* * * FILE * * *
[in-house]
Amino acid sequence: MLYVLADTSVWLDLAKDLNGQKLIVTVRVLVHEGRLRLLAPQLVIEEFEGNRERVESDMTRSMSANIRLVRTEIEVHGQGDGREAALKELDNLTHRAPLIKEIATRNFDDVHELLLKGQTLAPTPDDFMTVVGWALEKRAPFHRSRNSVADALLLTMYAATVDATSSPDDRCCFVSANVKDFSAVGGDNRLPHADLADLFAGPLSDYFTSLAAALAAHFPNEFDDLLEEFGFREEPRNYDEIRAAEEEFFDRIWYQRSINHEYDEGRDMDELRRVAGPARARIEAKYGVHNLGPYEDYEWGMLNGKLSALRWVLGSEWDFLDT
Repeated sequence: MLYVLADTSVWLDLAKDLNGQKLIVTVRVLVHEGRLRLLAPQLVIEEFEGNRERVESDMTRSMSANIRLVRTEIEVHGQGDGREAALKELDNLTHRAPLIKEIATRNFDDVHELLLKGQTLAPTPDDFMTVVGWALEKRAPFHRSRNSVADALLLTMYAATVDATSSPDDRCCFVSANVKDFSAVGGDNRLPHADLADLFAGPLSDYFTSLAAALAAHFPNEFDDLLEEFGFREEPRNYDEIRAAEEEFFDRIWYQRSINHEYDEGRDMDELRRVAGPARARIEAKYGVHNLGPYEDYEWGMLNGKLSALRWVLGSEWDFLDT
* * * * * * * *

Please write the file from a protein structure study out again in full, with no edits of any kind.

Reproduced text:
[in-house]
Amino acid sequence: MLYVLADTSVWLDLAKDLNGQKLIVTVRVLVHEGRLRLLAPQLVIEEFEGNRERVESDMTRSMSANIRLVRTEIEVHGQGDGREAALKELDNLTHRAPLIKEIATRNFDDVHELLLKGQTLAPTPDDFMTVVGWALEKRAPFHRSRNSVADALLLTMYAATVDATSSPDDRCCFVSANVKDFSAVGGDNRLPHADLADLFAGPLSDYFTSLAAALAAHFPNEFDDLLEEFGFREEPRNYDEIRAAEEEFFDRIWYQRSINHEYDEGRDMDELRRVAGPARARIEAKYGVHNLGPYEDYEWGMLNGKLSALRWVLGSEWDFLDT
Repeated sequence: MLYVLADTSVWLDLAKDLNGQKLIVTVRVLVHEGRLRLLAPQLVIEEFEGNRERVESDMTRSMSANIRLVRTEIEVHGQGDGREAALKELDNLTHRAPLIKEIATRNFDDVHELLLKGQTLAPTPDDFMTVVGWALEKRAPFHRSRNSVADALLLTMYAATVDATSSPDDRCCFVSANVKDFSAVGGDNRLPHADLADLFAGPLSDYFTSLAAALAAHFPNEFDDLLEEFGFREEPRNYDEIRAAEEEFFDRIWYQRSINHEYDEGRDMDELRRVAGPARARIEAKYGVHNLGPYEDYEWGMLNGKLSALRWVLGSEWDFLDT